As each state came in on election maps, a sense of panic flew through many parts of the country. Hillary Clinton made up the mildly liberal side of the same capitalist coin of party politics, one that those of us with an anti-capitalist and anti-state analysis would not be scared into supporting. This did not mean, however, that Trump’s shocking victory and the events that followed did not ignite a rage to defend our community against the rise of a fascist movement.
In Portland, hundreds of people descended into the streets on Tuesday, November 8th, heading into the early hours of the next day as the anger only swelled as we could finally see the results in three dimensions. Portland has always been a center of radical organizing, one where the police have been known to play on antagonisms as the pressure and anger are about to boil over. Nicknamed “Little Beirut” by George H. W. Bush, Portland and its surrounding areas have been critical in the radical environmental movement, the mobilization against the Bush wars, and a host of other social movements intersecting with an analysis about oppression and capitalism. It was no wonder that it would stand out as cities across the country erupted in mass mobilizations, showing the President Elect that they would set this country ablaze before they would let him institute registrations and deportations.
November 9th saw well over two-thousand people go into the streets, overwhelming city blocks and bridges, and blocking the I-5 freeway in every direction. When the police chief was challenged on the protester take-over of the freeway he said there was nothing he could do.
“This size of a crowd is going to do what it wants for as long as it wants,” Chief of Police Simpson said. “There is no way to remove 2,000 people who don’t want to be moved. We’re asking for patience from people.”
The following day doubled with 4,000 people overwhelming the city, blocking all transit through major roadways and syncing up the movement against Trump with the battle for fair workplaces, living wages, affordable housing, and the violence that people of color, trans people, women, queer people, and people of different body presentation face daily. It was here that some form of property destruction is alleged to have taken place, where police erroneously charged that the broken store and car windows amounted to $1 million in damage. Some protesters raised money for the businesses affected and did a cleanup, but despite this behavior that many organizers criticized they continued to build the movement. That night police began attacking protesters, using “dispersal” techniques like flash grenades in large crowds of people.
For every day since then there have been events and mobilizations, from SEIU calling together organizers to develop a strategy to student contingents leaving public schools and taking to the streets. Over the last several days, Portland’s Resistance, a new organization involved in many of these actions, have led student protests around the city, and have begun to see repression from local police. On November 21st, several members were plucked out of the crowd by police and arrested after doing nothing more than joining a peaceful march. They are now contesting their charges with the support of the ACLU. Several other protesters have been arrested with serious charges pending for inflated charges related to property destruction on the third night of mobilizations. The Police used Twitter and social media to distribute photos of protesters they believed were involved in property destruction, sending detectives to harass friends and family in a desperate attempt to make examples of dissidents.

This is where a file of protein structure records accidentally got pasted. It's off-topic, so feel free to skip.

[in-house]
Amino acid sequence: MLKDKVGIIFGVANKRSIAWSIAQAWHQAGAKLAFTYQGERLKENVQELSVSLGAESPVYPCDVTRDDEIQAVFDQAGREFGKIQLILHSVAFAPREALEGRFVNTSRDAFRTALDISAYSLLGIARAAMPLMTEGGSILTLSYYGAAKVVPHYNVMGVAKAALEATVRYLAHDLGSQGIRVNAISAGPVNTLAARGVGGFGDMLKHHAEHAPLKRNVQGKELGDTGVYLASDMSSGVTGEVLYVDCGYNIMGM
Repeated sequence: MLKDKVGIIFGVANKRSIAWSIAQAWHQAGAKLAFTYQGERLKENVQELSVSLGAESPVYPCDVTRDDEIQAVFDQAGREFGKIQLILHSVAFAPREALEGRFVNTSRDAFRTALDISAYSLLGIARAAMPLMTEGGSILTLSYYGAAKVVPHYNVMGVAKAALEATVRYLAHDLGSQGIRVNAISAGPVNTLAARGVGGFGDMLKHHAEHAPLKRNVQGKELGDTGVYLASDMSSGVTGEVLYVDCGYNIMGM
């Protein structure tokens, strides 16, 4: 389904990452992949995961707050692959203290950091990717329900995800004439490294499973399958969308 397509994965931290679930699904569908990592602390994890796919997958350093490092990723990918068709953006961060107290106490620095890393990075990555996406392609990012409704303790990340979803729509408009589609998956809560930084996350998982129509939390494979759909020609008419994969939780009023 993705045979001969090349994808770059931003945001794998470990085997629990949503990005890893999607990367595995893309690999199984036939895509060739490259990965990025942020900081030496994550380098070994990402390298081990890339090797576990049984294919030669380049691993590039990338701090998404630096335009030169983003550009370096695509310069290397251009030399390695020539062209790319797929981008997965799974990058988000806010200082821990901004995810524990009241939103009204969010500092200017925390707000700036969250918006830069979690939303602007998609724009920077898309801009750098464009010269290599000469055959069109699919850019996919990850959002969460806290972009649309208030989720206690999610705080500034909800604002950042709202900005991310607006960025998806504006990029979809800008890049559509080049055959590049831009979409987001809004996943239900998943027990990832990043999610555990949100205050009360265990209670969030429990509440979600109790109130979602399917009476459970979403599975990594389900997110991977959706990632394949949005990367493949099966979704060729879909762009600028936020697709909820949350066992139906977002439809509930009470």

The media focused on the property destruction with incredible might, as well as whether or not some of the several dozen arrested protesters had voted or not. This was a point picked up by white supremacist news outlets like Breitbart, which shows exactly what this type of messaging results in. It also ignored the fact that this was one of the biggest series of actions in the state’s history, one that united people in ways we have only dreamed of. There was anger here, but it was anger that was being put into action.
We are now more than two weeks past Trump’s victory and we are seeing with our own eyes as he appoints open nationalists like Steve Bannon and racists such as Jeff Sessions to his administration. There is every reason to believe that he is going to make good on his promises to target immigrants and Muslims, leftists and labor leaders, journalists and the most marginalized. When a fascist movement takes power then the opposition needs to be just as fierce, especially as his election has helped to fuel hundreds of racist attacks and could threaten the safety of the people in our community.
It has been two weeks of taking to our city, and it will not stop now. On January 20th we will join every major city in America, especially those in Washington D.C., to make Trump’s inauguration day one of the largest mobilizations in history. If Trump wants to threaten our communities, dismantle our rights, and attack our hearts, he won’t do it without a fucking fight. Black Rose joins with all of these groups to continue the mobilizations, but also to do the ongoing organizing work that is going to build social movements that have the capacity to go after Trump and the rest of the ruling class infrastructure he intends to make the enemy of working people.